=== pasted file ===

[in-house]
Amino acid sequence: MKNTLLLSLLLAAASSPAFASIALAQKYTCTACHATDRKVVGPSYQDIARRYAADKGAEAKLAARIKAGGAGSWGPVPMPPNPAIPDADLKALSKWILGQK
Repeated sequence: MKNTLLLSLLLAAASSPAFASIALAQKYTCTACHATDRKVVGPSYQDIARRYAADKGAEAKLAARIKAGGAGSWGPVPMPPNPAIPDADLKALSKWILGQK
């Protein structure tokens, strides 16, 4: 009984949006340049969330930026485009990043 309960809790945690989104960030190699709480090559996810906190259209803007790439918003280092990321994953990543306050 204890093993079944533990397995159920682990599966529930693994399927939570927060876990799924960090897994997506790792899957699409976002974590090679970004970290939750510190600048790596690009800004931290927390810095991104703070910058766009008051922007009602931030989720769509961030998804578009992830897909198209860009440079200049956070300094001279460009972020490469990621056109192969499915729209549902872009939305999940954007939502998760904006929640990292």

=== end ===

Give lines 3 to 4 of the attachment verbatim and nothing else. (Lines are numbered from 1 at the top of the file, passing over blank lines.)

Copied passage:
Repeated sequence: MKNTLLLSLLLAAASSPAFASIALAQKYTCTACHATDRKVVGPSYQDIARRYAADKGAEAKLAARIKAGGAGSWGPVPMPPNPAIPDADLKALSKWILGQK
């Protein structure tokens, strides 16, 4: 009984949006340049969330930026485009990043 309960809790945690989104960030190699709480090559996810906190259209803007790439918003280092990321994953990543306050 204890093993079944533990397995159920682990599966529930693994399927939570927060876990799924960090897994997506790792899957699409976002974590090679970004970290939750510190600048790596690009800004931290927390810095991104703070910058766009008051922007009602931030989720769509961030998804578009992830897909198209860009440079200049956070300094001279460009972020490469990621056109192969499915729209549902872009939305999940954007939502998760904006929640990292």